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Abe Observes

abe villarrealAbe Villarreal is the Assistant Dean of Student Support and Civic Engagement at Western New Mexico University. When not on campus, he enjoys writing about his observations on marketing, life, people and American traditions.

By Abe Villarreal

I posted a video on my Facebook account last week of pre-school aged kids telling me when they believed Baby Jesus was born.

One kid said “Ummm…. Friday?” Another thought Jesus was born on the Fourth of July. I was captivated by their innocence.

We were in Sunday School class where the toughest theology lesson is learning how many of each animal made it into Noah’s Ark. We read a short Bible story, go outside and play, and sometimes get creative with glue and construction paper.

By Abe Villarreal

At the end of a month-long training period for students at my local university, a simple closing ceremony activity opened my eyes to how much I am grateful for in life.

A dozen college students had gathered daily for several hours to train on leadership as they prepared to introduce new students to university life. Most of the trainees only knew each other as acquaintances and were nervous on day one.

They eyed each other up and down and tried to figure out if they would like each other or at least tolerate one another during the summer month. Meeting new people is scary and being rejected can be devastating.

By Abe Villarreal

Mr. Rogers, the late plainspoken TV personality, has experienced a surge in popularity lately. Why?

The U.S. Postal Service released a forever stamp featuring his familiar smile, recognizable red sweater, and crown-wearing King Friday. The stamp was issued 15 years after his death.

By Abe Villarreal

At the end of the movie classic “The Wizard of Oz,” little Dorothy Gale has an a-ha moment. She realizes that what she longs for the most was not found in a far away, Emerald City, but right in her own backyard.

Her journey took her through a winding yellow brick road and a frightening forest filled with flying monkeys. She met some interesting characters that felt a lot like the people back on the farm.

She couldn’t see what she was looking for because her eyes were focused on a magical world where life was filled with artificial happiness and perfection.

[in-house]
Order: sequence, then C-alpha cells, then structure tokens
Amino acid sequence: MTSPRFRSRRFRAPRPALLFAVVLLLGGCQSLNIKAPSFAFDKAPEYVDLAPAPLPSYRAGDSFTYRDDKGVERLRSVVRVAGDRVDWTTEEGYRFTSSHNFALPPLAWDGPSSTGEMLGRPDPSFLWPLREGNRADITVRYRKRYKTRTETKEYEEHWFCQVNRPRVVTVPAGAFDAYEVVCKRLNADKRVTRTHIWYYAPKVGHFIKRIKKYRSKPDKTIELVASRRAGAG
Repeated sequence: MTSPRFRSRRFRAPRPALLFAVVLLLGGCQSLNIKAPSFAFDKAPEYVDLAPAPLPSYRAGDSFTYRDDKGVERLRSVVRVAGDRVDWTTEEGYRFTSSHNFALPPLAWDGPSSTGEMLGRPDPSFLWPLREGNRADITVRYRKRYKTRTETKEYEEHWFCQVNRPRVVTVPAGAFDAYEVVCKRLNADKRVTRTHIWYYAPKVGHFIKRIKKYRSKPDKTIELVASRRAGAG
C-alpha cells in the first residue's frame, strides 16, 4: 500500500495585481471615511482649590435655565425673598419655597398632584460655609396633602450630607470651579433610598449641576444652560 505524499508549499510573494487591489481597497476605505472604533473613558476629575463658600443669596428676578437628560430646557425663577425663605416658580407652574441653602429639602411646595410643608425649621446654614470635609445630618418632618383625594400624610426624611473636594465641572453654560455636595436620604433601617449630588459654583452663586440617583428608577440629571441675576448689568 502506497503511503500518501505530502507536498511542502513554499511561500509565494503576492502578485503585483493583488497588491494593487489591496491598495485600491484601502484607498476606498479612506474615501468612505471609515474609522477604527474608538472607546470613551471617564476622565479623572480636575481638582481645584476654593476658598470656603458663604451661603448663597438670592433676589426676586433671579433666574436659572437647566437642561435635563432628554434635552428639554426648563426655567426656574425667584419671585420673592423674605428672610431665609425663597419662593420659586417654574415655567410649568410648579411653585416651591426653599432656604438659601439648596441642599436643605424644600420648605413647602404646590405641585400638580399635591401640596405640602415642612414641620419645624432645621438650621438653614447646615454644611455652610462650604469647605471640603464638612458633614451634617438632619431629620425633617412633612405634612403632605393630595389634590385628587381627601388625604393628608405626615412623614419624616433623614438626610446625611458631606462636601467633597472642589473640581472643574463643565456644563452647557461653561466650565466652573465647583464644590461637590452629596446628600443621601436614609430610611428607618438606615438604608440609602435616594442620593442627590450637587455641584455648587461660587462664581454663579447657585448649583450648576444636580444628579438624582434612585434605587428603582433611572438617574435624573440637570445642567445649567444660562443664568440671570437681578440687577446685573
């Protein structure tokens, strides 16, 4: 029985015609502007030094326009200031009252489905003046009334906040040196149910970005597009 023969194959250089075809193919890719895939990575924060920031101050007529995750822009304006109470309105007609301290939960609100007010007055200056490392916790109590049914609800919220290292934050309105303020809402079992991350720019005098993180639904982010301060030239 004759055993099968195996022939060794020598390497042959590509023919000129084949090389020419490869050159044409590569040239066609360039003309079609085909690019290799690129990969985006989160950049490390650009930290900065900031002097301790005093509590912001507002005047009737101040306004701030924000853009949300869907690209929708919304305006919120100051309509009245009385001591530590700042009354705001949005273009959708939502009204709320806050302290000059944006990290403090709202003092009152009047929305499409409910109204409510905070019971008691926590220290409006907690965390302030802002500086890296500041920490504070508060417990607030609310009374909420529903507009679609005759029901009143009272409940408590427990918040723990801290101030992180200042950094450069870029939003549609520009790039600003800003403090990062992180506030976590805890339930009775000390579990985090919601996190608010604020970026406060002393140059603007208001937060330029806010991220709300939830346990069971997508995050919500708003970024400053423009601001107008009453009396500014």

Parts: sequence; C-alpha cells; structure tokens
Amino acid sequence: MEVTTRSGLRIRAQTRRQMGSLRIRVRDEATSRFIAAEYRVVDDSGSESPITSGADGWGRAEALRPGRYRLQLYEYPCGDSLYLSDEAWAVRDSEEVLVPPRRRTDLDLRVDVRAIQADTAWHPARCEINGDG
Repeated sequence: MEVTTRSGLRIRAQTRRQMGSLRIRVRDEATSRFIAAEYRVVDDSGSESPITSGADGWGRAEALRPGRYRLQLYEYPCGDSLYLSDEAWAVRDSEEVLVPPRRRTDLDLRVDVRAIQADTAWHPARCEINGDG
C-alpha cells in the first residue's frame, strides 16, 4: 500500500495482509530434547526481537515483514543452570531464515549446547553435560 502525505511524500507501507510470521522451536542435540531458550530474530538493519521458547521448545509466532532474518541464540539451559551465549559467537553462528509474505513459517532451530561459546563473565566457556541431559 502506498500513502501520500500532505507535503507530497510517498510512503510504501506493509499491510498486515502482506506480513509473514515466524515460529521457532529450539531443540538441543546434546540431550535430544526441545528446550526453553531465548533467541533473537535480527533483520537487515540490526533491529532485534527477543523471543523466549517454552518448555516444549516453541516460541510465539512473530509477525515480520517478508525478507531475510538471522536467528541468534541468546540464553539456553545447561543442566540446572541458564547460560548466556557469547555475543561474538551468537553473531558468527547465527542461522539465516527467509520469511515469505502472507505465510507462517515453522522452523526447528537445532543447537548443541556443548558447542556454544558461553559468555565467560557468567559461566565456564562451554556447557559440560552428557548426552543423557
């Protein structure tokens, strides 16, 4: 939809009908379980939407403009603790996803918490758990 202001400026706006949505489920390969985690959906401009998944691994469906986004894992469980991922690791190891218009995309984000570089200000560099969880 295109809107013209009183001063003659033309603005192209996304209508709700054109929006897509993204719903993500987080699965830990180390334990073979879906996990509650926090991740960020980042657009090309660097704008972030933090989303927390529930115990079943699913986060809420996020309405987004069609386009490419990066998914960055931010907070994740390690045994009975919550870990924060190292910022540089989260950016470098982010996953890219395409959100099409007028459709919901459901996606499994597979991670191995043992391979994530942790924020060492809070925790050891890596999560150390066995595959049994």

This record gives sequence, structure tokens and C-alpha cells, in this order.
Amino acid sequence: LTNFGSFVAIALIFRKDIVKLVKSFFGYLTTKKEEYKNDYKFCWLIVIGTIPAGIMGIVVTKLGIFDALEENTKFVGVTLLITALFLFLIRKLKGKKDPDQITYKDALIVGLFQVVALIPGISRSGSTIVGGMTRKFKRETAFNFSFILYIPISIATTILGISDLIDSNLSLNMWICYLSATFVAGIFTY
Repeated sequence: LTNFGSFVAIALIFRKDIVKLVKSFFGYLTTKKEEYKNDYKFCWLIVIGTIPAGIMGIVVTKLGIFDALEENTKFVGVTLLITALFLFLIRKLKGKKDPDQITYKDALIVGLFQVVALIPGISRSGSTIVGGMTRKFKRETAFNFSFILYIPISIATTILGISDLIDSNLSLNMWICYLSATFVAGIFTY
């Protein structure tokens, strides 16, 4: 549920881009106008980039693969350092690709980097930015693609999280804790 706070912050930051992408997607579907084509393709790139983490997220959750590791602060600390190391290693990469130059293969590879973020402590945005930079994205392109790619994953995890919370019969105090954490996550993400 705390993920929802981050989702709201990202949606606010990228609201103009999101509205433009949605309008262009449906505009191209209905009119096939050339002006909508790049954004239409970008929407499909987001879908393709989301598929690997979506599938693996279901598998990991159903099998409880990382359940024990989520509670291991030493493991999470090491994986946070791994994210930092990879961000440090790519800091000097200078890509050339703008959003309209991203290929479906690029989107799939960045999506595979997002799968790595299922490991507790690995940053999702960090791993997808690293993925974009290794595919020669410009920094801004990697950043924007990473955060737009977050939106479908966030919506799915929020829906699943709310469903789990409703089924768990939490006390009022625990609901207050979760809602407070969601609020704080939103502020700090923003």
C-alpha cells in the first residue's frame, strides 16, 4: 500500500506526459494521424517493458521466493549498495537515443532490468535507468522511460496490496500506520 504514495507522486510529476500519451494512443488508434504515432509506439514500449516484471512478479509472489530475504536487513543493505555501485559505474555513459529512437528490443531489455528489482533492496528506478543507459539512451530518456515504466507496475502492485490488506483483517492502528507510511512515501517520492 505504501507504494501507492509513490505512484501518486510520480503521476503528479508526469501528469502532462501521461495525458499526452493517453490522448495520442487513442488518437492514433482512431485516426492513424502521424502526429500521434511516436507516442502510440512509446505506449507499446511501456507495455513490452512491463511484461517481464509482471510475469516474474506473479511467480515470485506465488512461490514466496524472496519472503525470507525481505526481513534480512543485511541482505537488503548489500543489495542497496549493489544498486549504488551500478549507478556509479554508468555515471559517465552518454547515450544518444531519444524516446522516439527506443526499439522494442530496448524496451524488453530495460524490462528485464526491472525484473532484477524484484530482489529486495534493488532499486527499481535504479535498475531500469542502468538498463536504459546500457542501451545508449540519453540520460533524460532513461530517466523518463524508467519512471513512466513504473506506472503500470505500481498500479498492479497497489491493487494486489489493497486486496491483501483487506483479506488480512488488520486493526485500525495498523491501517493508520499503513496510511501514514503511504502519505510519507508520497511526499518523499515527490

By Abe Villarreal

I buy a copy of the newspaper every day, and one of the sections that I never miss to read is the obituary page.

I’ve read some of the most beautiful testaments and tributes of character in these death notices. Most of them are routine. A picture of a smiling older man or woman followed by the birth and death dates, names of those that preceded in death, and a few tidbits of personality.

Sometimes the picture is one of those beautiful, vintage black and white portraits. A young lady on her wedding day with those typically 1940’s curls and a smile straight out of Look Magazine. Another favorite is the happy soldier headshot. A young, brave G.I. ready to go out and give his contribution to the war effort.

By Abe Villarreal

When President Abraham Lincoln opened his remarkably short Gettysburg Address with the phrase “four score and seven years ago” he was making a point of reference to time, an essential element that set the stage for the words he carefully crafted for a nation on the verge of breaking.

It was 87 years, Mr. Lincoln said, since the inception of the nation through the signing of the Declaration of Independence. You see, reminding a worried people about the historic moments that created our democratic experiment was necessary then, and it is necessary now.

By Abe Villarreal

During the summer of 1865, slaves across the State of Texas remained unaware of President Lincoln’s signing of the Emancipation Proclamation. The 16th President had put his pen to the historic document on January 1, 1863, two and a half years prior.